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Coffeeneuring, Controle 1

Hello again, party people!  It’s been a while and there’s a lot I need to follow up on, like my month of Google-free-ness and the One Bike experiment.  But right now, it’s coffeeneuring time!  Head on over to Chasing Mailboxes to get the scoop.

The family and I rode down to the Conodoguinet and made coffee on a picnic table, taking advantage of the Coffee Shop Without Walls option.   Whenever I go on an S24O, I either bring along my trusty Esbit stove or my homemade Pepsi can alcohol burner.  Since I couldn’t find the Esbit, the alcohol stove got the nod.  I had just enough fuel to heat the water.  I poured it over Caribou Mahogany and drank it black.  Christie brought a vacuum flask full of ice and cream for hers.

Everything packs neatly into the pot.  The fuel flask has Mr. Yuck stickers on both sides, just so the lushes don’t get confused.

Pour-over coffee makes for easy clean-up.  No wasting water rinsing out a press.

Four bikes, coffee, and a water bottle wind screen.

The girls took a moment to get their feet wet in the Conodoguinet.

And then we headed home, back up the path toward civilization.

And that completes our first Coffeeneuring ride of the season.


The flash

A few years ago I purchased a Planet Bike Superflash taillight.  I still have it and it’s still going strong.  This was, quite possibly, one of my smartest bike accessory purchases.  Since then several other manufacturers have either copied the light or tried to improve upon it, and Planet Bike has responded with the Superflash Turbo.

The Avenir Panorama is one these copies.  As far as I can tell, it’s just about as bright as the Superflash.  The plastic feels a bit cheaper, but it’s $10, so I can’t really complain.

Kent Peterson says good things about the Radbot.

Brighter lights are available.  More durable lights are available.  But the Superflash set a standard for battery powered bike lights.  And this is really good for those of us who need them.  But the best part is that the Superflash, Turbo, Radbot, Avenir and a score of others all use the same mounting hardware.  That means we can all buy different lights at different times, get a handful of extra mounting brackets, and switch and swap between bikes as much as we’d like with absolutely no hassle.  I currently have a Superflash and a Panorama, and several brackets from both manufacturers.  I forget which brackets are which, because it just doesn’t matter.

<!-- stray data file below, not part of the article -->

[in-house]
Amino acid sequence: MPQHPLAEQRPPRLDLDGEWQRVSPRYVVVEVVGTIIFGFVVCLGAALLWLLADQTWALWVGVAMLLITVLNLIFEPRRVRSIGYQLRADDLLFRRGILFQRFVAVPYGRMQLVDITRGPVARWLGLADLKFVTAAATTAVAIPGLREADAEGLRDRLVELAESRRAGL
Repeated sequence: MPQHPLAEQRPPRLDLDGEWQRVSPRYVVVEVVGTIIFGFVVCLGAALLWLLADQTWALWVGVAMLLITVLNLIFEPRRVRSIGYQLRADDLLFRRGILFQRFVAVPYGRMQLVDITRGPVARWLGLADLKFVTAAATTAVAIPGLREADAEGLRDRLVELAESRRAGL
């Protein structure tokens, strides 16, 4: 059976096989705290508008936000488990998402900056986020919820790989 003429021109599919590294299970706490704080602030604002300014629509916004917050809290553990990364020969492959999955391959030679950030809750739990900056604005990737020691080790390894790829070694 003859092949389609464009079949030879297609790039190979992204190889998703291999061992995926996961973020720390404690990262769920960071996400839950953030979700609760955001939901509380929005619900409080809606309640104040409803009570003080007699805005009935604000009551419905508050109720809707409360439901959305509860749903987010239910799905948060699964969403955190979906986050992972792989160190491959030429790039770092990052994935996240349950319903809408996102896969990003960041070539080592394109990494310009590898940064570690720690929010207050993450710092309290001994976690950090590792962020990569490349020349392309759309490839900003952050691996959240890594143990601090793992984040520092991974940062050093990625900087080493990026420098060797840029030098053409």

This is the Avenir Panorama attached to my daughter’s Trek Lara with a Planet Bike rack mount bracket.

Here’s a Superflash attached to the grocery getter’s rack with the same kind of bracket.

After I took that last one, I grabbed the Panorama and carried it down to the wine cellar basement where I keep the other bikes. Here it is on the fixie’s seat post.

The Pacer’s seat stay.

And the MB-2’s seat post.

That right there is reason enough to get one, or several, of these lights. The fact that they’re bright means you get to eat the cake, too. If your local shop doesn’t carry PB mounting hardware (mine does), PB doesn’t charge for shipping on the small parts. Light it up, folks.


A couple months back I was on my way to lead a club ride, going downhill, exceeding the 25mph speed limit by 4 or 5mph, and taking the lane. Traffic wasn’t exactly light, but this particular side road wasn’t horribly busy, either. I noticed a car riding too close to my rear just before I got to a curve in the road, and an oncoming SUV. At this point, instinct might have told most people to get out of the way, to move over and make some room. Experience told me to hold my line, because if I got out of the way, the driver of that car was sure to try and squeeze around me on that curve, regardless of oncoming traffic. That would have been a dangerous situation. I’m sure you can imagine the possible consequences of a mishap while sharing a narrow lane with a 2 ton car in a curve at 30mph. So I held my line.